The machine is an assembly of components used to produce, confine and maintain a high energy electron beam in a closed orbit for periods of several hours while the electrons produce synchrotron light for a wide variety of experiments.
The electrons which orbit around the storage ring and generate 'light' are initially produced by an electron gun. A high voltage cathode is heated under vacuum, giving the electrons in the material sufficient thermal energy to “evaporate” from the surface and escape (thermionic emission).
These liberated electrons are then accelerated by earthed anodes, producing a stream of electrons with an energy of ninety thousand electron volts (90keV). A linear accelerator (linac) is used to accelerate the electrons to an extreme relativistic energy of a hundred million electron volts (100 MeV) using RF cavities.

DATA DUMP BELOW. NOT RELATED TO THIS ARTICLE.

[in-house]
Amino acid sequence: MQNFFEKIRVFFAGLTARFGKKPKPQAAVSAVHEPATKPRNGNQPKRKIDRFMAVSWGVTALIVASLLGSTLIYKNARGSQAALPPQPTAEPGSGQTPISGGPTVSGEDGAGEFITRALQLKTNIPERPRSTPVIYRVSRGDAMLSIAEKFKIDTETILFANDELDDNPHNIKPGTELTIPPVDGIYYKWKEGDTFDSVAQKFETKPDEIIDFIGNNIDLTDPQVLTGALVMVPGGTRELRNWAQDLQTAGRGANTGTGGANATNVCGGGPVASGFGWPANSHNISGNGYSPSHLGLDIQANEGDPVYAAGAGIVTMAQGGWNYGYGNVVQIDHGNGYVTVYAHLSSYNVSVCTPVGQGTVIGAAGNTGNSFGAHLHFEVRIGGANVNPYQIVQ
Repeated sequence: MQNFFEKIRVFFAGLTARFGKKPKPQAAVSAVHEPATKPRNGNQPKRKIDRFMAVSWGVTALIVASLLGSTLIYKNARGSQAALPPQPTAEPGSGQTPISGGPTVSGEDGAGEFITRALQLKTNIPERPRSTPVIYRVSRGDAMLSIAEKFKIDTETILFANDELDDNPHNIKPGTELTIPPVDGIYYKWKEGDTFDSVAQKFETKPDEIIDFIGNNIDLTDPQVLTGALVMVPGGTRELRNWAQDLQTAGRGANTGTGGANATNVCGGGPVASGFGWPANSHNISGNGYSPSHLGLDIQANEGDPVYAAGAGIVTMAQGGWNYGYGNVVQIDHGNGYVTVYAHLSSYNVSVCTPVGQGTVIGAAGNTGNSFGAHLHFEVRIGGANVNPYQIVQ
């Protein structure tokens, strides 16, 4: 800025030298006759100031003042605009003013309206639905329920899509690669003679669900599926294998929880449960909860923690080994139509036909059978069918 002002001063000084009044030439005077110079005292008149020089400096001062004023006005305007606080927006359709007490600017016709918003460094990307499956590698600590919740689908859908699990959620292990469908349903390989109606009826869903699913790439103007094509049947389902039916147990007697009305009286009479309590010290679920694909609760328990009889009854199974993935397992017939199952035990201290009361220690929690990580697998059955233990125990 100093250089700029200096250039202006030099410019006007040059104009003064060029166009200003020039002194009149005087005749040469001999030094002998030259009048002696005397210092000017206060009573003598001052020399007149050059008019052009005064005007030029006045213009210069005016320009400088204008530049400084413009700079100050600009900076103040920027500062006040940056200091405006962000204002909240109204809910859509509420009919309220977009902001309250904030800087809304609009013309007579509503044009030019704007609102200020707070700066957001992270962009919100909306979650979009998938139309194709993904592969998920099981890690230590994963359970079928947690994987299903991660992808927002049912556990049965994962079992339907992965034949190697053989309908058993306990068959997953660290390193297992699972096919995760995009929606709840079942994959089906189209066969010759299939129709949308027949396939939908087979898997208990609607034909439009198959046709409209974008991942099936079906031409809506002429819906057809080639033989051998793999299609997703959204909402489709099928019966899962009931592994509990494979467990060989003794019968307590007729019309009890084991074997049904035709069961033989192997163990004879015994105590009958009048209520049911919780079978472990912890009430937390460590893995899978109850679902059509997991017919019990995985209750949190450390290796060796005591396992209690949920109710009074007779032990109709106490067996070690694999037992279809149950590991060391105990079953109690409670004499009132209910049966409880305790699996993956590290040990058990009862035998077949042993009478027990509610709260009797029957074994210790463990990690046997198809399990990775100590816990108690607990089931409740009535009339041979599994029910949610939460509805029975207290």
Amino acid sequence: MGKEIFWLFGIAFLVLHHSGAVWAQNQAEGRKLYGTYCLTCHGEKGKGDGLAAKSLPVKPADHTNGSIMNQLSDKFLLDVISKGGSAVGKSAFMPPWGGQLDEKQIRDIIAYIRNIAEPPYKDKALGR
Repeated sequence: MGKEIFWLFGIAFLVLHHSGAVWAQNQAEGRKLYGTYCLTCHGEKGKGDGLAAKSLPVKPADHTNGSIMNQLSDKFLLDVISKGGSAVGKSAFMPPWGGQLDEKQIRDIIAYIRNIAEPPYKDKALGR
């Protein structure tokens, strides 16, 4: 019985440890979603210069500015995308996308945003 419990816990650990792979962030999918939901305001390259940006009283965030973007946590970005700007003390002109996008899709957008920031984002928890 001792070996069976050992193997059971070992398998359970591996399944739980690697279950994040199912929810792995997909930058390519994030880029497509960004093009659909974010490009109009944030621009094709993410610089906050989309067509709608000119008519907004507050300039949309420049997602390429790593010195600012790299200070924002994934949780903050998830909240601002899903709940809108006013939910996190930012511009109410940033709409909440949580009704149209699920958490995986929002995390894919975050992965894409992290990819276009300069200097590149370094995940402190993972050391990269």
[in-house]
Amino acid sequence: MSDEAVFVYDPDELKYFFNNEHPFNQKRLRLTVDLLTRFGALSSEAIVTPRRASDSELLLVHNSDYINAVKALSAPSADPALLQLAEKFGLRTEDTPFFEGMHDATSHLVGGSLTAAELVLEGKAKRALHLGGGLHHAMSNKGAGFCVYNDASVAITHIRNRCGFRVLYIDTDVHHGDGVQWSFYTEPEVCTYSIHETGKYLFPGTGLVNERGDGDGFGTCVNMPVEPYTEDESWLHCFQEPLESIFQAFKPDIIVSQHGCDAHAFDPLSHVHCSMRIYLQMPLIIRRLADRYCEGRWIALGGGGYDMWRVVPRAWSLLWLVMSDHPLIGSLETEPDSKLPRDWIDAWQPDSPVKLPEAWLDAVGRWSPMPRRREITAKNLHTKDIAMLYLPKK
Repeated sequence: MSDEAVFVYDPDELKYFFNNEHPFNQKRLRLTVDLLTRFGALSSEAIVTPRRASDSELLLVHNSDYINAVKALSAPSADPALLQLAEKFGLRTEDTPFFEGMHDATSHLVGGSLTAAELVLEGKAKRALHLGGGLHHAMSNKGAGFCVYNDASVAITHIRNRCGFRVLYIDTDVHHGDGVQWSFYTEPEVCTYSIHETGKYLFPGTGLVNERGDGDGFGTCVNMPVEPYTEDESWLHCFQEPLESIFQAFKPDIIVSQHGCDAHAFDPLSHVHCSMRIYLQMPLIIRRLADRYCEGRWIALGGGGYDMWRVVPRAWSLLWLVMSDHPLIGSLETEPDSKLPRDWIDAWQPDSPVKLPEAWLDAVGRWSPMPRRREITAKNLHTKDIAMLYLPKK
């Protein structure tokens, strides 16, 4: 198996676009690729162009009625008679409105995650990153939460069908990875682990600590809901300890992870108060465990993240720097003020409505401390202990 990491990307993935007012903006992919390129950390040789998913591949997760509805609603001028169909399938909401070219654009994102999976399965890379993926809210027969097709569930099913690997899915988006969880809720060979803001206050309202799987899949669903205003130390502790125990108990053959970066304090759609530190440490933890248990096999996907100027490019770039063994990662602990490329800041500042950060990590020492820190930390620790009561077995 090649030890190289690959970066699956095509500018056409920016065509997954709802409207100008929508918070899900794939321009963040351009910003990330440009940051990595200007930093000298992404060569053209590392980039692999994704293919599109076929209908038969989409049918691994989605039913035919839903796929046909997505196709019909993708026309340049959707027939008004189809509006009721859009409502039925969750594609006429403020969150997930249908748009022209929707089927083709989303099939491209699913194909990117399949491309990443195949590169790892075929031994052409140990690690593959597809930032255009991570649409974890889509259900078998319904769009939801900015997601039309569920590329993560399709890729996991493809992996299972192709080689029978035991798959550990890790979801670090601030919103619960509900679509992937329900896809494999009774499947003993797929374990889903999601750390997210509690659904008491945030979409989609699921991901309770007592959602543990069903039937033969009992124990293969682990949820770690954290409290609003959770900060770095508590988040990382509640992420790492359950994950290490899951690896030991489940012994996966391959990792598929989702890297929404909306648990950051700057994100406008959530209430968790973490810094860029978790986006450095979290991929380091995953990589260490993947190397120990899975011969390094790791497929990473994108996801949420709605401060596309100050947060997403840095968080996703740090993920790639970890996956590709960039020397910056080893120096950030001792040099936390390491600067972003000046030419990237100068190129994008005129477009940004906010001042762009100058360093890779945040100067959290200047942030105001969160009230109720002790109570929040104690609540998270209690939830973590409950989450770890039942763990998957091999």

The injection system at Diamond is now capable of performing top-up injection: in this mode the electron beam current in the storage ring is kept constant by small, frequent “topping-up” of electrons from the injection system.
Diamond Light Source is the UK's national synchrotron science facility, located at the Harwell Science and Innovation Campus in Oxfordshire.
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